Ms. Riemer has received a number of awards from the Gerda Lissner Foundation, Shoshana Foundation, Career Bridges, Schubert Club Competition, Altamura-Caruso International Vocal Competition, Queens Opera Competition and Nebraska district Metropolitan Opera National Council Auditions. Born in Israel, the soprano holds a Master of Music degree from the State University of New York-Binghamton and is a graduate of the dual-degree program at New England Conservatory of Music and Tufts University, where she earned a Bachelor of Music and a Bachelor of Arts with a concentration in International Relations.
William Ferguson (Electrician)
Acclaimed for his versatility in both opera and concert, tenor William Fergusonmade his debut with the Santa Fe Opera in 2006 as Caliban in the North American premiere of Thomas Adès' The Tempest, and in 2005 he bowed in Sydney with Opera Australia, singing Truffaldino in a new production of The Love for Three Oranges directed by Francesca Zambello and conducted by Richard Hickox (subsequently released on compact disc under the Chandos label). The same year, Ferguson joined the roster of The Metropolitan Opera, where he has performed Beppe in Pagliacci as well as roles in Le Nozze di Figaro and The Magic Flute (under the baton of James Levine). With New York City Opera, his performances have included the title role in Candide, Nanki-Poo in The Mikado, the Funeral Director in A Quiet Place, and two appearances as Hérisson de Porc-Épic in L'Étoile, amongmany others.
Additional credits include Andres in Wozzeck with Opera Festival of New Jersey, Ferrando in Così fan tutte at The Aspen Music Festival, Carl in Bitter Sweet for the Bard SummerScape Festival, Pang in Turandot with Opera Company of Philadelphia, Frederic in The Pirates of Penzance with both Virginia Opera and Opera Omaha, the Sailor in Dido and Aeneas with Gotham Chamber Opera, the title role in Albert Herring directed by Lotfi Mansouri at The Music Academy of the West, Gonzalve in L'Heure Espagnole and Fenton in Falstaff at the Tanglewood Music Center (both with Seiji Ozawa), and Peter Quint in The Turn of the Screw at the Chautauqua Institution. Mr. Ferguson has also performed with Opera Orchestra of New York at Carnegie Hall on several occasions, including as Nick in La Fanciulla del West and as Laërte in Mignon. A compelling interpreter of new music, Mr. Ferguson sang Bentley Drummle in Dominick Argento's Miss Havisham's Fire at Opera Theatre of St. Louis and performed in the world premiere productions of Anthony Davis' Wakonda's Dream with Opera Omaha, Robert Aldridge's Elmer Gantry with Peak Performances at Montclair, and operas by Lee Hoiby and Harold Farberman. While in St. Louis, Mr. Ferguson sang the role of Hippolyte in Rameau's Hippolyte et Aricie as a last minute replacement, earning a review in Opera News stating that he sang "with grace, and striking self-possession." He holds both Bachelor's and Master's of Music degrees from The Juilliard School and is a native of Richmond, Virginia.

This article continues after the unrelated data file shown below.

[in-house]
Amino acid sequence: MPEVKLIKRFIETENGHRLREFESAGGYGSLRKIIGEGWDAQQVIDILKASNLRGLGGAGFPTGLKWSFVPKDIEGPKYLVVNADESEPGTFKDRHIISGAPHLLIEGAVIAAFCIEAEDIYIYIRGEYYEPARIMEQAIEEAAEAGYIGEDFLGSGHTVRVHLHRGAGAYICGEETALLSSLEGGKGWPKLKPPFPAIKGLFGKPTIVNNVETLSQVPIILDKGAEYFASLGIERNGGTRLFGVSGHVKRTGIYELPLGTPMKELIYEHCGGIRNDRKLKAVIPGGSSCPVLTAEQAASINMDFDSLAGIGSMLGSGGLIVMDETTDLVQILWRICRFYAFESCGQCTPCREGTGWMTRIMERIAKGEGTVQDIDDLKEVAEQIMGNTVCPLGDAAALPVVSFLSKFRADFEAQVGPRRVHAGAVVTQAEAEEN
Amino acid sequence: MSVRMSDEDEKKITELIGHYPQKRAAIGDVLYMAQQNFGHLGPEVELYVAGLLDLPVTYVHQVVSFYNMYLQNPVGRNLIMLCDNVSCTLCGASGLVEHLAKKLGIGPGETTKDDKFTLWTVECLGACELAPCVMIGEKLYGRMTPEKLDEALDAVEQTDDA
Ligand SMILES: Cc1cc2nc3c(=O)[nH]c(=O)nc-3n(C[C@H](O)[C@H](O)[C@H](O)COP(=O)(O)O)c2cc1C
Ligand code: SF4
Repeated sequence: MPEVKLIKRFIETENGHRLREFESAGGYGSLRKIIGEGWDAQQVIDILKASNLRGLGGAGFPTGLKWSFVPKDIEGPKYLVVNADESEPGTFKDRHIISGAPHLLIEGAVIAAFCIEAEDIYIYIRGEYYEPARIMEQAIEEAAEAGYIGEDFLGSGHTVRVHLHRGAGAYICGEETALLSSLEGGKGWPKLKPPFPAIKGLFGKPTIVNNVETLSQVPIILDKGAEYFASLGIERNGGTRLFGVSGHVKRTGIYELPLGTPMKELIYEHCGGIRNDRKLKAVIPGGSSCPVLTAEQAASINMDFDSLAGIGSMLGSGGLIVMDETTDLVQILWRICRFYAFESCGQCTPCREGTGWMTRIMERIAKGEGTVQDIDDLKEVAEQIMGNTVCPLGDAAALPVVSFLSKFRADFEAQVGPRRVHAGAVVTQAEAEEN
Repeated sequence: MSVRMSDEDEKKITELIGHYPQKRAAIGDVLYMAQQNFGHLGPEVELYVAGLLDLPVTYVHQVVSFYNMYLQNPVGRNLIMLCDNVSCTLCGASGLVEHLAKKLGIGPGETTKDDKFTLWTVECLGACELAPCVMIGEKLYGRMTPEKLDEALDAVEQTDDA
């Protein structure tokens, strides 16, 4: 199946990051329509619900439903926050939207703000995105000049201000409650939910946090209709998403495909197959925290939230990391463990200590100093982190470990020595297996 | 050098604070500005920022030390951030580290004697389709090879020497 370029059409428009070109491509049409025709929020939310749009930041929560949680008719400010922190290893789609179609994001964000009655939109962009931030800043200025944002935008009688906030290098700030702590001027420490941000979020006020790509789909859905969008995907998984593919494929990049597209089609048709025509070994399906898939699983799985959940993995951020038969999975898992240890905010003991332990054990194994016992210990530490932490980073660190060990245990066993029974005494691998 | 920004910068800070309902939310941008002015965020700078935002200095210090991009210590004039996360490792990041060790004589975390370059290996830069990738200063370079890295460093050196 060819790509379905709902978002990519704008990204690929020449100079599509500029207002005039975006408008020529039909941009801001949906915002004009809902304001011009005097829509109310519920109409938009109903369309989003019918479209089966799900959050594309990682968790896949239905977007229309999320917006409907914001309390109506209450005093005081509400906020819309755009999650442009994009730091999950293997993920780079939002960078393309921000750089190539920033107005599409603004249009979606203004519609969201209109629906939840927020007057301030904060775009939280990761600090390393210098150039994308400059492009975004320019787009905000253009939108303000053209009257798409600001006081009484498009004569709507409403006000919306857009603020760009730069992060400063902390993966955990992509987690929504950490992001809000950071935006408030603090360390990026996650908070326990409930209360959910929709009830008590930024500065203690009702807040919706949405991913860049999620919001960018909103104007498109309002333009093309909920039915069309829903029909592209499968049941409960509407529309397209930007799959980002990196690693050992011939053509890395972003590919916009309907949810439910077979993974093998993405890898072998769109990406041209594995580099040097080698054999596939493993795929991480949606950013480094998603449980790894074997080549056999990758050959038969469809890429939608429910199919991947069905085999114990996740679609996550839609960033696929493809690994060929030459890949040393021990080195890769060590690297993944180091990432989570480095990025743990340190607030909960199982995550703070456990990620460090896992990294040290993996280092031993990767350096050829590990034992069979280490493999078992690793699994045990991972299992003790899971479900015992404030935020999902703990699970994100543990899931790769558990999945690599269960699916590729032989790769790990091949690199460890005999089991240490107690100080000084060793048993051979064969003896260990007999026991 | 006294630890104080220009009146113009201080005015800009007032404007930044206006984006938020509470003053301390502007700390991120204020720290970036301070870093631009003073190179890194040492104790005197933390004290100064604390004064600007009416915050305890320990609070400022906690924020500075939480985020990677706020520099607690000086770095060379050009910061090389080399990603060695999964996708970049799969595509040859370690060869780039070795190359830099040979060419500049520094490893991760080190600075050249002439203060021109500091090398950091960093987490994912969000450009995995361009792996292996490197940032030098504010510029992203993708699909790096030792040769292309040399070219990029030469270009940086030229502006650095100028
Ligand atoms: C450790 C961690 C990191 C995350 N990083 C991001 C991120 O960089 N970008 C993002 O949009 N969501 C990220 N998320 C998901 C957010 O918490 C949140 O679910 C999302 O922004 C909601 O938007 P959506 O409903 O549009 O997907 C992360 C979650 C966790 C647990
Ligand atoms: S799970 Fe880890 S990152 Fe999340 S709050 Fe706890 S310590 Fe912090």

A passionate concert and recital performer, Mr. Ferguson has appeared with The American Symphony Orchestra, BBC Orchestra (London), Boston Symphony Orchestra, City of Birmingham Symphony Orchestra (England), Handel and Haydn Society, Houston Symphony, Los Angeles Philharmonic, Mostly Mozart Festival Orchestra, a New York, National Symphony Orchestra, New Jersey Symphony Orchestra, Oratorio Society of New York, Orchestra of St. Luke's, and Radio Filharmonisch Orkest (Netherlands), as well as the local symphony orchestras of Bellingham, New Haven, Omaha, Richmond, Santa Barbara, Wheeling and Winston-Salem. Mr. Ferguson appears as Brian on the recording and DVD of Not The Messiah, a comic oratorio based on Monty Python's film Life of Brian, recorded live at the Royal Albert Hall in London. His repertoire ranges from that of Baroque masters to the difficult cycles of Schubert, Schumann, Janá?ek and Rorem-showcasing him across the United States in chamber programs and recitals for the 92nd Street Y, Bard Music Festival, Chamber Music Society of Lincoln Center, Marlboro Music Festival and Young Concert Artists, among others. Mr. Ferguson has performed extensively with The Marilyn Horne Foundation, Five Borough Music Festival, as well as The New York Festival of Song.